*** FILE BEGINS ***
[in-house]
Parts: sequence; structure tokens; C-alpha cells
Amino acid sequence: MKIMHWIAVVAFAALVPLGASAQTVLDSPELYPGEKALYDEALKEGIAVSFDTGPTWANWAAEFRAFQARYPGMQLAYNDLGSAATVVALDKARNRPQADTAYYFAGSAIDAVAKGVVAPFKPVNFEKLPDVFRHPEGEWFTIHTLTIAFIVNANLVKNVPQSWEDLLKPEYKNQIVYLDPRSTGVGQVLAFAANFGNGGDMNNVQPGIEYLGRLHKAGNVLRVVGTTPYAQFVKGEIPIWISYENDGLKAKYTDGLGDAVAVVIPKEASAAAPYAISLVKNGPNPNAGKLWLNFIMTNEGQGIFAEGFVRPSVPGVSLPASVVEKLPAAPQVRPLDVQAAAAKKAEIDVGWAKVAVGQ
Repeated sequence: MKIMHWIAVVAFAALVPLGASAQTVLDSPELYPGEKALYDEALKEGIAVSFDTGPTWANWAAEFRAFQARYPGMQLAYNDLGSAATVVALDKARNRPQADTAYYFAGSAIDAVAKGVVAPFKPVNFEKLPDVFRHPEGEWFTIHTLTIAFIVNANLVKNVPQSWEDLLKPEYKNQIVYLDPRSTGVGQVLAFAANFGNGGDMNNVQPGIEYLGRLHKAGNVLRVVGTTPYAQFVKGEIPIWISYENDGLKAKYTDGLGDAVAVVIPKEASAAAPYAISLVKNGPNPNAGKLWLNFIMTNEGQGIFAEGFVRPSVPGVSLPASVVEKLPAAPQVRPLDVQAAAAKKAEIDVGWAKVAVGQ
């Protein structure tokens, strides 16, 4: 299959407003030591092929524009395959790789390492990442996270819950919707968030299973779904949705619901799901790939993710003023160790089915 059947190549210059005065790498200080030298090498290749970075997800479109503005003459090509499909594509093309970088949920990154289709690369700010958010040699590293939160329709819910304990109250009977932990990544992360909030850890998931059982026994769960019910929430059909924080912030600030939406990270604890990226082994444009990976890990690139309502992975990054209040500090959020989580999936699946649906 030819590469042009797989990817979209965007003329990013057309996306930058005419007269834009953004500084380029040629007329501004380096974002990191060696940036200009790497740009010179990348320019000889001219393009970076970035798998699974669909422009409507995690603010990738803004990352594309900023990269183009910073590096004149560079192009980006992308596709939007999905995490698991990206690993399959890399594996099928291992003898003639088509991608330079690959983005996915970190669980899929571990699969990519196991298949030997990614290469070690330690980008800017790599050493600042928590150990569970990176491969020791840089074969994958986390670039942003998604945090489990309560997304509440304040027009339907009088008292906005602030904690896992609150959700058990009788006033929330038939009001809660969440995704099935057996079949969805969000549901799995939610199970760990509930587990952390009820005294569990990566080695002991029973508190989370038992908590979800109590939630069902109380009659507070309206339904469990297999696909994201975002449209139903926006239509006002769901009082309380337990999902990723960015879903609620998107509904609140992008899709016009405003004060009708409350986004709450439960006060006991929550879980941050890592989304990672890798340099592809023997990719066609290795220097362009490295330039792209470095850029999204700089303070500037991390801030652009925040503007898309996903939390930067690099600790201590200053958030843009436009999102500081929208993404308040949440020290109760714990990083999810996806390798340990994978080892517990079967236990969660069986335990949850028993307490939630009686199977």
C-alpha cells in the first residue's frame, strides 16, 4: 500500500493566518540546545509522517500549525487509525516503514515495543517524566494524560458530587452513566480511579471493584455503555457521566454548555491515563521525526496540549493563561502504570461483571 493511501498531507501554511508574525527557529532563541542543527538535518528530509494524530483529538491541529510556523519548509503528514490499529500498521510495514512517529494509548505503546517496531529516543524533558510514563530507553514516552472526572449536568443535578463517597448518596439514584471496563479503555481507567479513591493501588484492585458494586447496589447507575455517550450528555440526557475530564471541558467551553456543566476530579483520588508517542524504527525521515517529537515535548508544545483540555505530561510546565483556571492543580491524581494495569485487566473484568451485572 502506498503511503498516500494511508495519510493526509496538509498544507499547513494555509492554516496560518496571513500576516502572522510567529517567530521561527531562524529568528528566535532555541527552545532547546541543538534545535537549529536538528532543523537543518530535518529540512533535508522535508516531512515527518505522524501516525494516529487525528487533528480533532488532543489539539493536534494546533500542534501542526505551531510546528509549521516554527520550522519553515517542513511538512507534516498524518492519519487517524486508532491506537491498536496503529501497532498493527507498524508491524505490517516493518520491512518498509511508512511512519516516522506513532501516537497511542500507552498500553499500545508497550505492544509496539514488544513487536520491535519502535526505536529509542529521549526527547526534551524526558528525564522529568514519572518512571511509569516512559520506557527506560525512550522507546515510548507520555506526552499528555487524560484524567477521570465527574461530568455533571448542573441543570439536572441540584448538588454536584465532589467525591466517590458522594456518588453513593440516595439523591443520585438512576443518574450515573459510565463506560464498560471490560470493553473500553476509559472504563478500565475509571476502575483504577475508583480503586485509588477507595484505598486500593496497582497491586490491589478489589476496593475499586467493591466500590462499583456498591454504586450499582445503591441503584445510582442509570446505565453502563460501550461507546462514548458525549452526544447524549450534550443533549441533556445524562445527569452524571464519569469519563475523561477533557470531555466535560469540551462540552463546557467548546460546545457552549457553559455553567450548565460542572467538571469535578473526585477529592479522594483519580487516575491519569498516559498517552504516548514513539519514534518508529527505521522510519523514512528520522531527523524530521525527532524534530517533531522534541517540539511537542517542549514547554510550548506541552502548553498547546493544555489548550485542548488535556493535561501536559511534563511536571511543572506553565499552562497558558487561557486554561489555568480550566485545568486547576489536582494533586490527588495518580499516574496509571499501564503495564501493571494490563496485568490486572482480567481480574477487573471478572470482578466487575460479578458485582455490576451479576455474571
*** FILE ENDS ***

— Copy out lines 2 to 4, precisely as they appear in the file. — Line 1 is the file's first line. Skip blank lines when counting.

Parts: sequence; structure tokens; C-alpha cells
Amino acid sequence: MKIMHWIAVVAFAALVPLGASAQTVLDSPELYPGEKALYDEALKEGIAVSFDTGPTWANWAAEFRAFQARYPGMQLAYNDLGSAATVVALDKARNRPQADTAYYFAGSAIDAVAKGVVAPFKPVNFEKLPDVFRHPEGEWFTIHTLTIAFIVNANLVKNVPQSWEDLLKPEYKNQIVYLDPRSTGVGQVLAFAANFGNGGDMNNVQPGIEYLGRLHKAGNVLRVVGTTPYAQFVKGEIPIWISYENDGLKAKYTDGLGDAVAVVIPKEASAAAPYAISLVKNGPNPNAGKLWLNFIMTNEGQGIFAEGFVRPSVPGVSLPASVVEKLPAAPQVRPLDVQAAAAKKAEIDVGWAKVAVGQ
Repeated sequence: MKIMHWIAVVAFAALVPLGASAQTVLDSPELYPGEKALYDEALKEGIAVSFDTGPTWANWAAEFRAFQARYPGMQLAYNDLGSAATVVALDKARNRPQADTAYYFAGSAIDAVAKGVVAPFKPVNFEKLPDVFRHPEGEWFTIHTLTIAFIVNANLVKNVPQSWEDLLKPEYKNQIVYLDPRSTGVGQVLAFAANFGNGGDMNNVQPGIEYLGRLHKAGNVLRVVGTTPYAQFVKGEIPIWISYENDGLKAKYTDGLGDAVAVVIPKEASAAAPYAISLVKNGPNPNAGKLWLNFIMTNEGQGIFAEGFVRPSVPGVSLPASVVEKLPAAPQVRPLDVQAAAAKKAEIDVGWAKVAVGQ